“As of 1999, fantasy gaming was still heavily offline,” says Jeff Thomas, CEO of World Fantasy Games, which creates fantasy sports games and websites for corporate clients, and a former president of the FSTA. “It wasn’t until 2000 or 2001 that you had more players online than offline. It was a much different world at that time.”
And the new world isn’t one regulated by online gambling rules. Fantasy sports was declared separate from gambling under terms of the Unlawful Internet Gambling Enforcement Act of 2006, which also exempted educational games or any online contest that “has an outcome that reflects the relative knowledge of the participants, or their skill at physical reaction or physical manipulation (but not chance).”
Not all the pioneers of the online sports information revolution look fondly on the fantasy juggernaut.
“[Fantasy] baseball is evil. It is a complete and utter waste of time, and a horrible distortion of real baseball,” says Gary Huckabay, who in 1995 founded Baseball Prospectus, a digital think tank dedicated to sabermetrics, the form of statistical analysis made famous by Bill James, a writer, historian and statistician. James is a key figure in the Michael Lewis bestseller Moneyball and is now the senior advisor on baseball operations for the Boston Red Sox, who won their first World Series title in 86 years in 2004, the season after James joined the club’s front office.
In addition to operating a website hosting a wealth of articles, statistical reports and fantasy baseball tools, Baseball Prospectus also publishes an annual book considered the heir to James’ influential Baseball Abstract series. Although many fantasy baseball players rely on Baseball Prospectus to help field their teams, Huckabay—who divested his interest in Baseball Prospectus and currently works in the financial services industry—contends these gamers’ efforts distort sabermetric principles.
“The idea that people would give a rat’s ass about a player’s number of wins or number of steals goes against everything I find important about baseball,” Huckabay says. “The only games that are interesting to me are games that haven’t been played yet. I don’t care about what happened 25 years ago, except inasmuch as those statistics inform decisions that can be made today to win more baseball games.”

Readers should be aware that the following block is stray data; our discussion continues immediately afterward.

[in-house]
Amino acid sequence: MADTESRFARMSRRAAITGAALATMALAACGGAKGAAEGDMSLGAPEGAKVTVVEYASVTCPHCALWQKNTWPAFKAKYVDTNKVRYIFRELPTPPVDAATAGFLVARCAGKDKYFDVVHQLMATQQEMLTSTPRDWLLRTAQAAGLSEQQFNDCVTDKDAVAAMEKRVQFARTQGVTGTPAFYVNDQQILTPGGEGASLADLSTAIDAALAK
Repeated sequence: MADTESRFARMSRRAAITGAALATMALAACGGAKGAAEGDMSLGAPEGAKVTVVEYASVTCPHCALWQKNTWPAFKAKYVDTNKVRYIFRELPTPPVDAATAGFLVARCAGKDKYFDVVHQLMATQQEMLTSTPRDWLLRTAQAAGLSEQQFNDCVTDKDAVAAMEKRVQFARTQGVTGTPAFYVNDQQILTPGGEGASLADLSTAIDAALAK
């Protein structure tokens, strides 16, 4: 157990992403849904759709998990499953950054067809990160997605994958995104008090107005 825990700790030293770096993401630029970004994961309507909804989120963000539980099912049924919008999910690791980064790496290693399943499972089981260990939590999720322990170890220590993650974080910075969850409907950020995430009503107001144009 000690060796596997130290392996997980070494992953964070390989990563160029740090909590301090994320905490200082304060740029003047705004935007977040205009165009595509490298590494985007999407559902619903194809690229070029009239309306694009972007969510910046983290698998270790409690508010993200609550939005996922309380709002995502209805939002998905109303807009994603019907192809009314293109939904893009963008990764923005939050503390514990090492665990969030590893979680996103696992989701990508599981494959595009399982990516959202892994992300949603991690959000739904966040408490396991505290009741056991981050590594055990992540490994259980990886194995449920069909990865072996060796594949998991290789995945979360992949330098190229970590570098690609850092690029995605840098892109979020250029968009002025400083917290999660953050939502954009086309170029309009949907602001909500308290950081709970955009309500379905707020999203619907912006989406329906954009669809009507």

Firms like RotoHog.com and World Fantasy Games are at the vanguard of a growing segment of the fantasy industry focusing on the business-to-business sphere. While World Fantasy Games manages more traditional games for brands including Taco Bell, Miller Lite and Chicago Tribune, RotoHog.com collaborates with partners like the National Basketball Association, electronics giant LG, and web hosting firm GoDaddy.com to develop customized online contests, social networking applications and stock market-inspired competitions in which athlete values rise and fall according to their market demand. RotoHog is also expanding into the international market, teaming with Fox Sports en Español for a fantasy baseball game available to Latin American subscribers.
“These games lend themselves to sponsorship,” Perdew says. “Sponsors understand that gamers are highly engaged throughout the sports year—they’re online researching and talking smack, and that generates a lot of page views.”
While a significant share of fantasy information and resource sites rely on advertising revenue, most still depend on premium subscription fees to survive. “In general, there’s a big change every two years from free to pay-to-play back to free and back again to pay-to-play,” Thomas says. “With the economy changing, we’re seeing fewer dollars put into advertising, so website operators are moving back to pay-to-play. There’s no proven model to sustain this kind of business for more than a few years on ad dollars.”
Regardless of the revenue model, the quality and the quantity of the content must remain consistent throughout the season to keep gamers coming back for more. Media Metrix reports that the total number of unique visitors viewing Fantasy Sports Ventures network sites increased 4.6 million month-over-month between November and December of last year, coinciding with the period when most fantasy football leagues enter their annual playoff round.